Beat The Heat: Watermelon Tambourine

Today we want to share our 2nd installment of our 10 Fun Ways to Beat The Heat -– Speech and Language Activities” is making watermelon tambourines!!

If you missed our last one please check out our Sun Catchers Blog at


Within this activity you will be addressing so many fun skills and the kids won’t even know that they are “working”!  Fine motor skills and finger and hand strengthening can be addressed with cutting, gluing, hole punching, tearing paper, opening and closing baggies, opening and closing glue, stapling and more!  Academic skills such as simple math and sequencing can easily be implemented.  Don’t forget all the wonderful language that is naturally incorporated into art and art is also a fantastic way to focus on social skills with an adult, with a sibling or with a friend on a play date!  Sharing, taking turns, watching and observing others, commenting and engaging in conversations are just a few fun social skills that can be implemented into art projects.

Let’s make a watermelon tambourine!  This is an easy activity designed especially for little eager hands.  Once they are done, then they can use their finished masterpiece and go to town singing and dancing this summer.  Help your child make his or her own watermelon tambourine following these simple steps!


Here are the Materials what you will need

-2 paper plates

-Macaroni or beans (macaroni elbows pictured here)

-Pink tissue paper or construction paper

-Green tissue paper or construction paper

-Black construction paper





-Optional: Plastic baggies for storage 

In preparation for this craft, you will need to cut little teardrop shapes out of the black construction paper.  These will serve as the seeds on our watermelon!  A great way to cut time in half is to double or triple fold the construction paper before you cut.


You will also need to tear or cut your tissue paper. You can do this beforehand, or you can have your child help you.  Cut or tear the green and pink tissue paper into small pieces, about ¾ of an inch wide and long (or whatever size those little hands desire!) and separate them into plastic baggies.  This is a great way to keep the work area organized (which will help with your child’s attention towards the activity) and make cleaning up a cinch.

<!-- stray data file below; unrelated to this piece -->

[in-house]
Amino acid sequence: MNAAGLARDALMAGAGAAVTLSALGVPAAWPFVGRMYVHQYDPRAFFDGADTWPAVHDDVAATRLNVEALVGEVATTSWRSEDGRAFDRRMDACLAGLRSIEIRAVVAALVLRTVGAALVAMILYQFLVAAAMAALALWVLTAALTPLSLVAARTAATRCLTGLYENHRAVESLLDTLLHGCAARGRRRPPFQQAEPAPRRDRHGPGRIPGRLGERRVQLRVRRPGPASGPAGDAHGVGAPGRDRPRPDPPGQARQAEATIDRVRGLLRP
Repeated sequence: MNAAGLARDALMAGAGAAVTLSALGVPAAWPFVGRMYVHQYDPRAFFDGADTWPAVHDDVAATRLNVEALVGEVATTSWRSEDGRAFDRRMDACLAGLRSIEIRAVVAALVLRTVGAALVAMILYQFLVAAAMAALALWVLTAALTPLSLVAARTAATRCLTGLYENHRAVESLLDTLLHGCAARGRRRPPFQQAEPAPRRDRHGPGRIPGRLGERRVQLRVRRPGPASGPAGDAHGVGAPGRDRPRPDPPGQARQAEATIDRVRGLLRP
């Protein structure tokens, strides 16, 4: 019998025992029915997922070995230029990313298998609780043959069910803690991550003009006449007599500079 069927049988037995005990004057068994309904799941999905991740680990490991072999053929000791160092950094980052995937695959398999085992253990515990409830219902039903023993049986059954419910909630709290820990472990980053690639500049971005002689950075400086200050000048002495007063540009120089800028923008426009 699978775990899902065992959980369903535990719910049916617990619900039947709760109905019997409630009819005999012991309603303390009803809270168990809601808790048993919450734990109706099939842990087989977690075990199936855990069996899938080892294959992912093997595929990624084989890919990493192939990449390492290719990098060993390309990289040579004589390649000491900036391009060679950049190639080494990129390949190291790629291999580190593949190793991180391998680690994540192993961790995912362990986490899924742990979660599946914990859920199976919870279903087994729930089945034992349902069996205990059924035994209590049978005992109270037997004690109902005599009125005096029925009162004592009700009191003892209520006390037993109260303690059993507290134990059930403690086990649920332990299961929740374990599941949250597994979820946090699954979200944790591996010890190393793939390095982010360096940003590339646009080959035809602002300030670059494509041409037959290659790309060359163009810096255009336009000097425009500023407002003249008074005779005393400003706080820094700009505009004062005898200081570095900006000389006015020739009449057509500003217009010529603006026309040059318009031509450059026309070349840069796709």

Getting Started:

Visual boards are a great tool to help your child understand different routines, activities and play schemes by serving as cues, providing simple language and offering structure.

When using a visual board, it is important to point to the pictures while you talk; this helps draw a linguistic connection to the picture symbols.  Another great way to emphasize language while building on routines is to sing, sing, sing!  Simple songs like, “this is the way we pour the beans, pour the beans, pour the beans.. this is the way we pour the beans.. pour, pour, pour!” are a great way to reiterate language and help your child attend and comment within activities.



The first step in making our watermelon tambourine is to have your child pour the macaroni onto the plate.  Then cover the plate with the second plate by matching them along the edges and staple the plates together.

Next, help your child put glue on the plate.  First, drizzle the glue across the plateau of the plate (the raised middle circle). On this part of the “watermelon,” we need to use pink tissue paper.  “Put the paper on the glue, on the glue!”


Next, you can help your child glue around the rim.  “Glue on plate!”   The simple organization of gluing tissue paper on the plate first and THEN putting glue on the rim is a great technique to help keep the language and directions within the activity simple and easy to understand. By separating these two components, your child can follow the simple directions “paper on glue!” without being confused by long complex sentences, “Put the pink paper in the middle and the green paper on the outside!”

Last but not least, your watermelon needs seeds! Use the black teardrop construction paper pieces as seeds for your watermelon tambourine.  Help your child glue 5-6 dots atop the pink tissue paper or more if he or she wants a super seedy watermelon!


And there you have it!  Allow the watermelon tambourine to dry before playing; Enjoy singing songs and playing along with this special homemade craft!

~KidSpeak, LLC

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